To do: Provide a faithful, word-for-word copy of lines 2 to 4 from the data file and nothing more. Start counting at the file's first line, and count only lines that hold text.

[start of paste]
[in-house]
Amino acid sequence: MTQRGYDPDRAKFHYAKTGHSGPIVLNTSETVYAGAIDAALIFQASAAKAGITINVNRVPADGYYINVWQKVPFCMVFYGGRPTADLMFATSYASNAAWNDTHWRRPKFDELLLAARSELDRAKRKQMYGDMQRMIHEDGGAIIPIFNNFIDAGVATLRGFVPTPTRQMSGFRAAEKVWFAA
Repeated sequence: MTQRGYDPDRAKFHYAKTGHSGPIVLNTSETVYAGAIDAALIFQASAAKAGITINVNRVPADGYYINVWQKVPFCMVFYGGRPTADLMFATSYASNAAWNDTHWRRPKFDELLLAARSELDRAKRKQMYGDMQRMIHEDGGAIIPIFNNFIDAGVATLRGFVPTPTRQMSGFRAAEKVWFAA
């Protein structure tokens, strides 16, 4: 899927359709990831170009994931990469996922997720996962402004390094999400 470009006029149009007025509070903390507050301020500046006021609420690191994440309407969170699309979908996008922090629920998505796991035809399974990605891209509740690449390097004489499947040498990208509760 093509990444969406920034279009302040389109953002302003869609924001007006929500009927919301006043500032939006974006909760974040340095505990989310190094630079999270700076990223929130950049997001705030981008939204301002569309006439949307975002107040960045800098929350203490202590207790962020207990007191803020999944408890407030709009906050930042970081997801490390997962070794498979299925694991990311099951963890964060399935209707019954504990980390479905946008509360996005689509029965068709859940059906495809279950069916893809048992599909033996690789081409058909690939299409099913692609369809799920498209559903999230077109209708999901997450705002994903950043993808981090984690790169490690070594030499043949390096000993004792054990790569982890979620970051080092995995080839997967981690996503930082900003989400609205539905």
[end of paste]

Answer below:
Amino acid sequence: MTQRGYDPDRAKFHYAKTGHSGPIVLNTSETVYAGAIDAALIFQASAAKAGITINVNRVPADGYYINVWQKVPFCMVFYGGRPTADLMFATSYASNAAWNDTHWRRPKFDELLLAARSELDRAKRKQMYGDMQRMIHEDGGAIIPIFNNFIDAGVATLRGFVPTPTRQMSGFRAAEKVWFAA
Repeated sequence: MTQRGYDPDRAKFHYAKTGHSGPIVLNTSETVYAGAIDAALIFQASAAKAGITINVNRVPADGYYINVWQKVPFCMVFYGGRPTADLMFATSYASNAAWNDTHWRRPKFDELLLAARSELDRAKRKQMYGDMQRMIHEDGGAIIPIFNNFIDAGVATLRGFVPTPTRQMSGFRAAEKVWFAA
């Protein structure tokens, strides 16, 4: 899927359709990831170009994931990469996922997720996962402004390094999400 470009006029149009007025509070903390507050301020500046006021609420690191994440309407969170699309979908996008922090629920998505796991035809399974990605891209509740690449390097004489499947040498990208509760 093509990444969406920034279009302040389109953002302003869609924001007006929500009927919301006043500032939006974006909760974040340095505990989310190094630079999270700076990223929130950049997001705030981008939204301002569309006439949307975002107040960045800098929350203490202590207790962020207990007191803020999944408890407030709009906050930042970081997801490390997962070794498979299925694991990311099951963890964060399935209707019954504990980390479905946008509360996005689509029965068709859940059906495809279950069916893809048992599909033996690789081409058909690939299409099913692609369809799920498209559903999230077109209708999901997450705002994903950043993808981090984690790169490690070594030499043949390096000993004792054990790569982890979620970051080092995995080839997967981690996503930082900003989400609205539905």